Monday, November 12, 2012

“Jack and the Baked Beanstalk” by Colin Stimpson

I occasionally write reviews and articles on illustration and children's books generally, and I was delighted to be asked recently by CBI to review the latest book by Colin Stimpson.
I have admired Colin's work for many years and, as I am also now attempting to write my own stories, I was very impressed by his first effort as author as well as illustrator.
Below is my review as it appears on the CBI website.
I will post various other articles soon.

I first encountered Colin Stimpson’s work when he pipped me in an illustration competition we had both entered just after leaving Art College. He had a real talent back then, and I always thought he would be a great book illustrator. However his career path led him to become an art director and production designer for Disney. Happily, he has started to illustrate books in recent years and in this instance he has also written the story.
In Stimpson’s re-imagining of ‘Jack and the Beanstalk’, Jack and his mother are running a café from a quaint old van on the edge of a vast 1930’s metropolis. Their café is about to be swallowed up by the development of a huge flyover when Jack gets hold of some magic baked beans.

Just like in the fairy tale, Jack’s mum throws the beans out the window and intrepid Jack climbs the enormous beanstalk which grows up overnight. Living in the castle above the clouds we find a lonely and lovable giant who would prefer to cook nice meals for Jack rather than grinding his bones to make his bread.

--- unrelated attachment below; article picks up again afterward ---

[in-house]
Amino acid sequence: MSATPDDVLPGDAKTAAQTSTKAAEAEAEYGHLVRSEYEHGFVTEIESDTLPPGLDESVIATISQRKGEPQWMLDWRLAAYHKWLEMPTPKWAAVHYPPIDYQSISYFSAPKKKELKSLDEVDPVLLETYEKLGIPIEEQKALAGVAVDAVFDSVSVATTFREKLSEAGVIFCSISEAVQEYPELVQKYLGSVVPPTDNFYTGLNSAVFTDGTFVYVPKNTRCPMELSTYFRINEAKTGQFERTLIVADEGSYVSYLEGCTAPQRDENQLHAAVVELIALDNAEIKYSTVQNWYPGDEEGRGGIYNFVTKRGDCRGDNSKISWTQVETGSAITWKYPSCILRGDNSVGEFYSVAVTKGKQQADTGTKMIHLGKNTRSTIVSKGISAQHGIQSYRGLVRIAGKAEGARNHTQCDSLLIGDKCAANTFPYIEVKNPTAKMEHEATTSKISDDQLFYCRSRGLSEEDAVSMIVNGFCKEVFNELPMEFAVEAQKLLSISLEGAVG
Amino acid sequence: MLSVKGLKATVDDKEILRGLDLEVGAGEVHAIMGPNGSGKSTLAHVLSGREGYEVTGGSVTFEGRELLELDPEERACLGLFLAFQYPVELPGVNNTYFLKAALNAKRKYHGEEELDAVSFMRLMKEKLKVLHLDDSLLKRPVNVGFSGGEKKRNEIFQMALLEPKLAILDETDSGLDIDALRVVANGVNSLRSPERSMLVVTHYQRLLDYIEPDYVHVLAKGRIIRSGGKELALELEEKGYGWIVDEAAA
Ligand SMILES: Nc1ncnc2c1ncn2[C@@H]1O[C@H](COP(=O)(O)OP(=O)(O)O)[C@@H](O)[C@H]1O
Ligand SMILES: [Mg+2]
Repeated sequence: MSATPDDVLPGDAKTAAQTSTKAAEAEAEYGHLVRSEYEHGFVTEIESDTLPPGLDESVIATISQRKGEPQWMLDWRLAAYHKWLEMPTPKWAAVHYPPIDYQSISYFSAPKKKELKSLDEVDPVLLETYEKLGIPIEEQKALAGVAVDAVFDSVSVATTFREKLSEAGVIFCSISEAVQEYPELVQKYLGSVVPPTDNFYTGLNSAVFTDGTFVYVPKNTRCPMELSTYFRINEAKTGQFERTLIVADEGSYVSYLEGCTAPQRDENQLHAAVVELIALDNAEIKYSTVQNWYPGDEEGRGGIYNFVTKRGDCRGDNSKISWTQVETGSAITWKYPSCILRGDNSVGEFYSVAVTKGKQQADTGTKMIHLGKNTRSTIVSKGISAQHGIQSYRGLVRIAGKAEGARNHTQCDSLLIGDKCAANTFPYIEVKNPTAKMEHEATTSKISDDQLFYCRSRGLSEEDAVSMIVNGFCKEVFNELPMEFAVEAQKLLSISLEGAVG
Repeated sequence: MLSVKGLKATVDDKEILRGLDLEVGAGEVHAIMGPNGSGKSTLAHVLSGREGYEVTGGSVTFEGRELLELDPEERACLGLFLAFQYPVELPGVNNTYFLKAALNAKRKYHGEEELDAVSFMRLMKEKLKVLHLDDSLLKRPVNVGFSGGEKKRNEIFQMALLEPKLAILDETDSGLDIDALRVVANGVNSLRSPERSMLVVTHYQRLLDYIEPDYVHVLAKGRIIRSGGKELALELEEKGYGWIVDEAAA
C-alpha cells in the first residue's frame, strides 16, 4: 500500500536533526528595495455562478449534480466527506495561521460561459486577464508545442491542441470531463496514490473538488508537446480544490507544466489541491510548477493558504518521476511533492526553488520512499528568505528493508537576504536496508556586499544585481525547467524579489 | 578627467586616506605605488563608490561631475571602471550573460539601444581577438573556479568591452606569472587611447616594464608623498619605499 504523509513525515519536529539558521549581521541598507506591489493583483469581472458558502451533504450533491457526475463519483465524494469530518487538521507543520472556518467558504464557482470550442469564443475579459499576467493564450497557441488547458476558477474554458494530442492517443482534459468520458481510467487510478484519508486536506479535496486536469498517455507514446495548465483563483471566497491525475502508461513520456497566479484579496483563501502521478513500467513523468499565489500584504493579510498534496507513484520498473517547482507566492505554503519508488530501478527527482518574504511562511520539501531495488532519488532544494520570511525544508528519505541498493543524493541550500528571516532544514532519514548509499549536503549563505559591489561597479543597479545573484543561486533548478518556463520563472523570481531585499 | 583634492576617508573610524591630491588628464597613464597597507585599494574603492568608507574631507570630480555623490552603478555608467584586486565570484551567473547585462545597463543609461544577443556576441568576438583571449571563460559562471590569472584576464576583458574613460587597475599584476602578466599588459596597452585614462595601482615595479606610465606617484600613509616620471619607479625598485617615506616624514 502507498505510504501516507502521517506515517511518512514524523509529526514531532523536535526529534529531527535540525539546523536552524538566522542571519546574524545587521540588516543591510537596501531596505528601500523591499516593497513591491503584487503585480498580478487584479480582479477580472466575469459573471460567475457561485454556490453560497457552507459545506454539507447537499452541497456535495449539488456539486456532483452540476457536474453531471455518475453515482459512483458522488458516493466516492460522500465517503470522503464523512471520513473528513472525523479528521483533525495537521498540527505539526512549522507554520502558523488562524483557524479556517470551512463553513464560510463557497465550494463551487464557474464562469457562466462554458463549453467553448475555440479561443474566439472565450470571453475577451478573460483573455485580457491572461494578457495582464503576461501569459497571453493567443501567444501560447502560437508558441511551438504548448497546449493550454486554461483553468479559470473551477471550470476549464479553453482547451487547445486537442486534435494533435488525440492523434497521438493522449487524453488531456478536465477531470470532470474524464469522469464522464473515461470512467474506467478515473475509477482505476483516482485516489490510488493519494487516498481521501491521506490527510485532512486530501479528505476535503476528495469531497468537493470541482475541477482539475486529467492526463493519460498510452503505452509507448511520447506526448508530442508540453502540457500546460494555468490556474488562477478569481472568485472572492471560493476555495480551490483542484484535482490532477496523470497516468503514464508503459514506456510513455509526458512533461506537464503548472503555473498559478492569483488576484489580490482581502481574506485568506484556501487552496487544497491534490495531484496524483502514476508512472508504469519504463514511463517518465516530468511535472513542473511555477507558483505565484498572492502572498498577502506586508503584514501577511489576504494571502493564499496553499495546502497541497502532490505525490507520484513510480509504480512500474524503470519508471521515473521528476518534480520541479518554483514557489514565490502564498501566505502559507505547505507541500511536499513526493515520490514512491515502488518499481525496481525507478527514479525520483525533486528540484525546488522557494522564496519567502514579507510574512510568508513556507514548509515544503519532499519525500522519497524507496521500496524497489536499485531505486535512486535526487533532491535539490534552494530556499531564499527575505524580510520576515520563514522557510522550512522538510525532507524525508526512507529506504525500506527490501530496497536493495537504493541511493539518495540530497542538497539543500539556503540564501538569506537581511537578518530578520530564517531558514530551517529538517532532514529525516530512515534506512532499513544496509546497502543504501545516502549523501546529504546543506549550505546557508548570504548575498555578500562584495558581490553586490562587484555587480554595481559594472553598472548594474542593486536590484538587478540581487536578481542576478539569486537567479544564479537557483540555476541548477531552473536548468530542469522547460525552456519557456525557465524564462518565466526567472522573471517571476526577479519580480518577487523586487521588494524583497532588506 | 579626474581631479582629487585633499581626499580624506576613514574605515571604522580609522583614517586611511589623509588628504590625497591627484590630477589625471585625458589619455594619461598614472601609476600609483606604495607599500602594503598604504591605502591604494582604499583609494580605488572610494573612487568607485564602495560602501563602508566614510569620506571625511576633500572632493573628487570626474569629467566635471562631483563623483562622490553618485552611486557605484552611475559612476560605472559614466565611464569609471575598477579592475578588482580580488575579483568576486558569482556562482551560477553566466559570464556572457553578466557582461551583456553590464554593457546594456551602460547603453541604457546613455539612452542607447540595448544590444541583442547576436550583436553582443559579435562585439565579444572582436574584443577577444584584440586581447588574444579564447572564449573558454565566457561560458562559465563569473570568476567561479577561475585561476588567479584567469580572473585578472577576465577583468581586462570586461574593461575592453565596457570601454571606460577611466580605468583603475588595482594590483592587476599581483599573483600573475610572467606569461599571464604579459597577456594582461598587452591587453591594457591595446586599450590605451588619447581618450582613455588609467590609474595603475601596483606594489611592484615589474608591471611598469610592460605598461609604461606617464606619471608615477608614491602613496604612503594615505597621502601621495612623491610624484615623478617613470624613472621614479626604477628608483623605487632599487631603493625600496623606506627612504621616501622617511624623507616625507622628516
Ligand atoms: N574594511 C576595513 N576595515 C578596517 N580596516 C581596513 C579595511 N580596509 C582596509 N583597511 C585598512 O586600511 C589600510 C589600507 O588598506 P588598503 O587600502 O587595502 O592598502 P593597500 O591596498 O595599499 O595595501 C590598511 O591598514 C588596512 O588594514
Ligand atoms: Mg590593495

Here Stimpson’s story departs from the fairy tale model and it finally leads us to a satisfying and heart-warming ending.

The greatest strength of this book of course lies in Stimpson’s wonderfully atmospheric illustrations. The artist’s experience in designing movies shows in some stunningly dramatic compositions and in his expert use of lighting and control of colour.

His pictures all have a lovely Art Deco flavour, and, although they seem to be finished digitally, he manages to retain a nice organic hand-drawn feel. A delicate scratchy patination gives a sense of timelessness to the whole book. An impressive first effort for Colin Stimpson as author and illustrator, and don’t be surprised if this one ends up as an animated movie.

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